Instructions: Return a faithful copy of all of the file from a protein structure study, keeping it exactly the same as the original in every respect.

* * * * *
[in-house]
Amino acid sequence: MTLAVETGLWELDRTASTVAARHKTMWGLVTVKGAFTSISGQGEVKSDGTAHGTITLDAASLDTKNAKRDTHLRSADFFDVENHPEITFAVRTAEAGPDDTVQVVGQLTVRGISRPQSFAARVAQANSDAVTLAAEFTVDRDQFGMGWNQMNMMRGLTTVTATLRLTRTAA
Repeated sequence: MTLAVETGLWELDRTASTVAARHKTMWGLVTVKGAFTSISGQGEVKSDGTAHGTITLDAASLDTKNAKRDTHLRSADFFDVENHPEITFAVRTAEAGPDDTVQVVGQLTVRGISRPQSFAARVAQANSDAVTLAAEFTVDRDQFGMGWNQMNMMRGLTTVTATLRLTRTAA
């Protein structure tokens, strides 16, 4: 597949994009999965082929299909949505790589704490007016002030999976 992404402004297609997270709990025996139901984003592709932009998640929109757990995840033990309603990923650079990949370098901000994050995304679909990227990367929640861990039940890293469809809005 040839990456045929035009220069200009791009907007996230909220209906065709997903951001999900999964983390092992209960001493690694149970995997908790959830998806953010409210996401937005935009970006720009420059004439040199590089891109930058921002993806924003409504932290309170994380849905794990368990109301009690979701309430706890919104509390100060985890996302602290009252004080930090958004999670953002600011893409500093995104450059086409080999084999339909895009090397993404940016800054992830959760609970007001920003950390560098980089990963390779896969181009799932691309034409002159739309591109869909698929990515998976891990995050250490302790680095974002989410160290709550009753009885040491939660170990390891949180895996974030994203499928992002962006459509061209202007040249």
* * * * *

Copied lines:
[in-house]
Amino acid sequence: MTLAVETGLWELDRTASTVAARHKTMWGLVTVKGAFTSISGQGEVKSDGTAHGTITLDAASLDTKNAKRDTHLRSADFFDVENHPEITFAVRTAEAGPDDTVQVVGQLTVRGISRPQSFAARVAQANSDAVTLAAEFTVDRDQFGMGWNQMNMMRGLTTVTATLRLTRTAA
Repeated sequence: MTLAVETGLWELDRTASTVAARHKTMWGLVTVKGAFTSISGQGEVKSDGTAHGTITLDAASLDTKNAKRDTHLRSADFFDVENHPEITFAVRTAEAGPDDTVQVVGQLTVRGISRPQSFAARVAQANSDAVTLAAEFTVDRDQFGMGWNQMNMMRGLTTVTATLRLTRTAA
């Protein structure tokens, strides 16, 4: 597949994009999965082929299909949505790589704490007016002030999976 992404402004297609997270709990025996139901984003592709932009998640929109757990995840033990309603990923650079990949370098901000994050995304679909990227990367929640861990039940890293469809809005 040839990456045929035009220069200009791009907007996230909220209906065709997903951001999900999964983390092992209960001493690694149970995997908790959830998806953010409210996401937005935009970006720009420059004439040199590089891109930058921002993806924003409504932290309170994380849905794990368990109301009690979701309430706890919104509390100060985890996302602290009252004080930090958004999670953002600011893409500093995104450059086409080999084999339909895009090397993404940016800054992830959760609970007001920003950390560098980089990963390779896969181009799932691309034409002159739309591109869909698929990515998976891990995050250490302790680095974002989410160290709550009753009885040491939660170990390891949180895996974030994203499928992002962006459509061209202007040249």